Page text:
THERMOCHEMISTRY ENERGETICS/ENTHALPY INTRODUCTION All reactions require energy to break bonds in the reactants, and all reactions give off energy when new bonds form to make products The difference in energy required to break the bonds and to make the new bonds can tell you whether the reaction
is endothermic or exothermic. PRIOR KNOWLEDGE FROM GCSE Before you start remind yourself of what you already should know: Atoms bond together to fill their outer shells of electrons Atoms may gain or lose electrons to get full outer shells of electrons Chemical reactions may give out heat exothermic
reactions. Chemical reactions may take in heat energy from their surroundings endothermic reactions 4.1 Endothermic and exothermic reactions Thermochemistry is the study of heat changes during chemical reactions. When a chemical reaction takes place bonds must be broken and new bonds must be formed.
Breaking bonds uses energy from the surroundings; forming bonds gives off heat energy to the surroundings. During a reaction there is always an overall change in energy. The energy may be in different forms light, electrical or, most usually, heat. Define the terms endothermic and exothermic.
Endothermic reactions are reactions that take in heat from the surroundings by the end of the reaction. Exothermic reactions are reactions that have given out heat by the end of the reaction. It is always the case that a reaction that is endothermic in one direction is exothermic in the reverse direction. ENERGY PROFILE DIAGRAM OF EXOTHERMIC REACTIONS
The diagram below shows an energy profile diagram for an exothermic reaction In an exothermic reaction the products have less energy than the reactants, so energy is given out Also in an exothermic reaction more bonds are made than are broken, so overall energy is given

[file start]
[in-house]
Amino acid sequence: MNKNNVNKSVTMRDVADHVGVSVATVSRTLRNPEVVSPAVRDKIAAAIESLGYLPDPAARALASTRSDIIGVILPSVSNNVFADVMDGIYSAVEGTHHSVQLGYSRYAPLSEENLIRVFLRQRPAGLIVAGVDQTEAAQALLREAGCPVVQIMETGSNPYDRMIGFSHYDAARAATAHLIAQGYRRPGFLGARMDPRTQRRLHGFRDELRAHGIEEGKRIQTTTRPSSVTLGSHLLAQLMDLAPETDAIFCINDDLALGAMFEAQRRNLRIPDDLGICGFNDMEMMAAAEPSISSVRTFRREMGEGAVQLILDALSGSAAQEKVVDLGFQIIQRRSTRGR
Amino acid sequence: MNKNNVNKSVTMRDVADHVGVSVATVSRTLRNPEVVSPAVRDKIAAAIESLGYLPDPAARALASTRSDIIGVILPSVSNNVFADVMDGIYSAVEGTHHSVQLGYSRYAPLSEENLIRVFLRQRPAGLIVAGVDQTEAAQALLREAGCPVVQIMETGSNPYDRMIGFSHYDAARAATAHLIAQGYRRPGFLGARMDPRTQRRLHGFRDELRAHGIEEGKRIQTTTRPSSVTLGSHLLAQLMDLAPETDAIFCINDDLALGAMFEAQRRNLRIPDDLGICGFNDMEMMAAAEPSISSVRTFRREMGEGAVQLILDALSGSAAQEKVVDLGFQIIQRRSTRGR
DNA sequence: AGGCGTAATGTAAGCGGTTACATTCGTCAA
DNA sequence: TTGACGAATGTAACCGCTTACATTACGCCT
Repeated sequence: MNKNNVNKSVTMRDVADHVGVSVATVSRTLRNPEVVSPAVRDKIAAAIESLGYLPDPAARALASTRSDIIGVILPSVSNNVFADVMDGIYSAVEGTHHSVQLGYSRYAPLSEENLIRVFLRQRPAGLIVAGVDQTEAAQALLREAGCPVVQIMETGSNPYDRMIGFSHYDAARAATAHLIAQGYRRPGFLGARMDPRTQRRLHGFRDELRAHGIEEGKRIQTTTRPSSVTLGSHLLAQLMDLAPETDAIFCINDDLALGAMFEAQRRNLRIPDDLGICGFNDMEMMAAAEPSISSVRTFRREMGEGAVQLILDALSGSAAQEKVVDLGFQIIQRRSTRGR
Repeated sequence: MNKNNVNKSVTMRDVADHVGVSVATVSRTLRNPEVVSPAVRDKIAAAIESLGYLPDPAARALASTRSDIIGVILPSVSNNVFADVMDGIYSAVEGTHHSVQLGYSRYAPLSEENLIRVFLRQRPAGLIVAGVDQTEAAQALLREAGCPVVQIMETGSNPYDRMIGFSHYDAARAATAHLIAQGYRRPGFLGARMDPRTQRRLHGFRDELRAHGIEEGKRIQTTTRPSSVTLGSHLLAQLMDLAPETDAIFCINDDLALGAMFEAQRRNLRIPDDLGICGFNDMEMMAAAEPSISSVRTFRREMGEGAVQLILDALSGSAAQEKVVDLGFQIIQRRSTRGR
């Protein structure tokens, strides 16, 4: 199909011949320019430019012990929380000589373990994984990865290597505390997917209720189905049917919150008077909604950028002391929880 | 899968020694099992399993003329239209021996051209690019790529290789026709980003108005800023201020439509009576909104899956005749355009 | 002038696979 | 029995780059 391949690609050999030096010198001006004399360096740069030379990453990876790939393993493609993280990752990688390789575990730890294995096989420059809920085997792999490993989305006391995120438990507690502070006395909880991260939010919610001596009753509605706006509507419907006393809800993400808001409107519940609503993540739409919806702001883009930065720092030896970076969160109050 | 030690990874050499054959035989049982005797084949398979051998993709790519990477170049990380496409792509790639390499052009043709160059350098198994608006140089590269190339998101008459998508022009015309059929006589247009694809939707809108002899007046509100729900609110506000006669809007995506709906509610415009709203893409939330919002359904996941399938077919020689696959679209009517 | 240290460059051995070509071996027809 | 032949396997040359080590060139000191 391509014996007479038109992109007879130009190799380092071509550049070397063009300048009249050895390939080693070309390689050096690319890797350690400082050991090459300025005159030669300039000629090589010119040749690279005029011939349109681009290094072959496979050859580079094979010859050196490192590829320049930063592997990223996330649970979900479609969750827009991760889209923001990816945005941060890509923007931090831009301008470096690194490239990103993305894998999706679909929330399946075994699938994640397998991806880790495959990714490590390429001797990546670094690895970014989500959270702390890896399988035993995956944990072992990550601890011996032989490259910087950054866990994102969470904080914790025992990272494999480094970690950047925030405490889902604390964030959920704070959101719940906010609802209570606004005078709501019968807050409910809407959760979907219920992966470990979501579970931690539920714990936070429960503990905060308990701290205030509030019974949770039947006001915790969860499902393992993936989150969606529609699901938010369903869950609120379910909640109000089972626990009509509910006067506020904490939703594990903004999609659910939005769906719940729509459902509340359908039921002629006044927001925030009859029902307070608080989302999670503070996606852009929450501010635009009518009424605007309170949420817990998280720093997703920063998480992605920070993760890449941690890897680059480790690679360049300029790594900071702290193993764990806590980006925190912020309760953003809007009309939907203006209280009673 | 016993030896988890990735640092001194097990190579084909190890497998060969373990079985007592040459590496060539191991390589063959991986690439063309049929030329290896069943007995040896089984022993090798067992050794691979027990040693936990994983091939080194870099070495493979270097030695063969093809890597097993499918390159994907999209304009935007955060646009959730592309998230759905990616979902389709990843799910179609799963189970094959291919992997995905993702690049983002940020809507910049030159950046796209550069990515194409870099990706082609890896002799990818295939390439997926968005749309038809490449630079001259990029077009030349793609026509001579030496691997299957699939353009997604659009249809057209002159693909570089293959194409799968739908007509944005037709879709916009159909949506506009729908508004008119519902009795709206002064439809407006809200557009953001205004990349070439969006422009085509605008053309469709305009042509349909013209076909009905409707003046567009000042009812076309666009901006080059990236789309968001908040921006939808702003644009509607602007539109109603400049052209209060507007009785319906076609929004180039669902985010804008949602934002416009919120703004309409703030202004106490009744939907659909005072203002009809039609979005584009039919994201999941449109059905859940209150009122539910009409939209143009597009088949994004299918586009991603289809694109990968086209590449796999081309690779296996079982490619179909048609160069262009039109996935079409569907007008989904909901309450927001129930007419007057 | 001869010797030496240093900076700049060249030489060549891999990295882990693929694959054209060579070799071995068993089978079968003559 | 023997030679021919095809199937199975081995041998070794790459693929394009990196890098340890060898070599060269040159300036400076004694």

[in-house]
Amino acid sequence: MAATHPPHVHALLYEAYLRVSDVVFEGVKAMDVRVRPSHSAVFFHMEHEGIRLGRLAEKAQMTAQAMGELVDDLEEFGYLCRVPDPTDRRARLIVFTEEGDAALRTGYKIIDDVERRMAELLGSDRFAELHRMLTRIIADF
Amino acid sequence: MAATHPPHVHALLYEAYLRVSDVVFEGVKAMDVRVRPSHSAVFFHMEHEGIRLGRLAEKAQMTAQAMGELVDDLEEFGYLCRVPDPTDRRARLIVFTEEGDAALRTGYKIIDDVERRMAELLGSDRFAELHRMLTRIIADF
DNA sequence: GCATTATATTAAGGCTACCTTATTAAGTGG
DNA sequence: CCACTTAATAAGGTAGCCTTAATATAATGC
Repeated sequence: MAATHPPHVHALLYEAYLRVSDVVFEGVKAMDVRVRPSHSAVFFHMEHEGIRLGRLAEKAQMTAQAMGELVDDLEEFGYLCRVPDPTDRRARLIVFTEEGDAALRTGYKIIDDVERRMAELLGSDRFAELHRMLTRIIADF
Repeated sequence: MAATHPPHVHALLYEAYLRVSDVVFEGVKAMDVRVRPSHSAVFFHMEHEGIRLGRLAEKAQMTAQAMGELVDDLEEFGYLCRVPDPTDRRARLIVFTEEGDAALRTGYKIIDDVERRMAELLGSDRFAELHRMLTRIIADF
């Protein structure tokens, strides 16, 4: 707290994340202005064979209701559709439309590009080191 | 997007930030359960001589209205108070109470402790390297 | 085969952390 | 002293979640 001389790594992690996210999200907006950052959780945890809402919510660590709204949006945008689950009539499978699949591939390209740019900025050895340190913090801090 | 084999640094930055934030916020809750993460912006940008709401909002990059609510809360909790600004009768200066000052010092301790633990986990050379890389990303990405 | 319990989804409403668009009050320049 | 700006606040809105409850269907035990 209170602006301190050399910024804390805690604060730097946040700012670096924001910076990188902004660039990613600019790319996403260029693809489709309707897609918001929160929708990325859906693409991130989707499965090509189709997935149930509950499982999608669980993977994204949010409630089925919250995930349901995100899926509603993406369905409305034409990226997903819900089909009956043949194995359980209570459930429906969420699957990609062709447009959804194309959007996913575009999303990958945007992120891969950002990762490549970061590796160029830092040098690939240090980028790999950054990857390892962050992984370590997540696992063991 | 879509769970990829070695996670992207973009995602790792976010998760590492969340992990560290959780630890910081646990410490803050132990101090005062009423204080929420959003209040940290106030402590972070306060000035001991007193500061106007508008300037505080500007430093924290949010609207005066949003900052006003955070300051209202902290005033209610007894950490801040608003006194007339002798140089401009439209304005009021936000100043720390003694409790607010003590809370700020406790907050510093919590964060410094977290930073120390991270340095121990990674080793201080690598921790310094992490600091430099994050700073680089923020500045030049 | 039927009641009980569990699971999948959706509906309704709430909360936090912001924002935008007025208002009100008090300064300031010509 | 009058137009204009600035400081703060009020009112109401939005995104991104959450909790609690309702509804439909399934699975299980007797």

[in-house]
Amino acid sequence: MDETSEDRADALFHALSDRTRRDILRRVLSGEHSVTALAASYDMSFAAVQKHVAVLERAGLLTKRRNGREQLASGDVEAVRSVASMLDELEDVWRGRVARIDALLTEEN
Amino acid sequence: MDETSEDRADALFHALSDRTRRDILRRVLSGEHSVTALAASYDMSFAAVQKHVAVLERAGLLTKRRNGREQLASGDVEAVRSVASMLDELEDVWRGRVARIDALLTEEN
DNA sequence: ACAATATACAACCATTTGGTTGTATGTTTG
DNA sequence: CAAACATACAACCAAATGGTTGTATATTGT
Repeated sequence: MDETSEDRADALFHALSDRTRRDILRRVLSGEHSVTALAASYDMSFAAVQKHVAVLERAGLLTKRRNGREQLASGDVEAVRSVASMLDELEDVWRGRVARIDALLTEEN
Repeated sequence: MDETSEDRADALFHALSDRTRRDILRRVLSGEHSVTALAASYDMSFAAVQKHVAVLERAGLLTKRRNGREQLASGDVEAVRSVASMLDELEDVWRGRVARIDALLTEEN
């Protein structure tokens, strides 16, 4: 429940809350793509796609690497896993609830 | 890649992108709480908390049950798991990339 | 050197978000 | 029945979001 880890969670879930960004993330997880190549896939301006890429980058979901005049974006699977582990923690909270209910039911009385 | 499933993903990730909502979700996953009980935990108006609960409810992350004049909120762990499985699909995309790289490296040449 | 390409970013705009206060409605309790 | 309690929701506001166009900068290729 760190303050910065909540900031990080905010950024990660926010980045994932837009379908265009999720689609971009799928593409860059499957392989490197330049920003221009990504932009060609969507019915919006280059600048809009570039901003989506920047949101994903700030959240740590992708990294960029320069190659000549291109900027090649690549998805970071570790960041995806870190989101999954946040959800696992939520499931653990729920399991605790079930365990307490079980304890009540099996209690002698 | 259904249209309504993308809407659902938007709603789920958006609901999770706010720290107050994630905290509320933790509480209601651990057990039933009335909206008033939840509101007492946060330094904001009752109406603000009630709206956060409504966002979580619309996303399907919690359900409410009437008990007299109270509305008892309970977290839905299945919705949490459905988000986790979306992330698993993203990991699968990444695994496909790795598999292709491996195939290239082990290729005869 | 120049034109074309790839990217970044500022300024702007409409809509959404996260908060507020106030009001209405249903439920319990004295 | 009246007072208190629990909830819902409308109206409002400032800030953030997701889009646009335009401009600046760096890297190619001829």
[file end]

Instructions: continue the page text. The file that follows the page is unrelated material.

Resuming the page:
out Activation energy (Ea) is the minimal amount of energy needed to start the reaction (i.e. minimum amount of energy to break bonds in the reactants). ENERGY PROFILE DIAGRAM OF ENDOTHERMIC REACTIONS The diagram below shows an energy profile diagram for an endothermic
reaction In an endothermic reaction the products have more energy than the reactants, so energy is taken in Also in an endothermic reaction more bonds are broken than are made, so overall energy is taken in
EXAMPLES OF EXO AND ENDOTHERMIC REACTIONS DEMO 1 THERMAL DECOMPOSITION OF LIMESTONE DEMO 2 HEATING HYDRATED COPPER II SULPHATE CRYSTALS QUANTITIES Energy is always measured in kJmol-1 in Chemistry In general we always talk about 1 mole of a fuel burning So when writing balanced equations such as:
CH4(g) + 2O2(g) CO2(g) + 2H2O(l) DH = -890kJmol-1 This means that when ONE mole of methane reacts with 2 MOLES of oxygen then 890kJ of energy is given out OR C2H6(g) + 3O2(g) 2CO2(g) + 3H2O(l) DH = -86kJmol-1 (NOT 2C2H6(g) + 7O2(g) 4CO2(g) + 6H2O(l)) So in this case the value of -86kJmol-1 is the energy given off by 1 MOLE of ethane NOT for two moles of ethane
REMEMBER FROM GCSE THAT If DH is negative in value then the reaction is exothermic If DH is positive in value then the reaction is endothermic So, C(s) + O2(g) CO2(g) DH = -394kJmol-1 (This means that 394kJ of energy is given out for 1 mole of carbon burnt NH4NO3(s) + (aq) NH4NO3(aq) DH = +26kJmol-1 (This means that 26kJ of energy is absorbed by 1 mole of NH 4NO3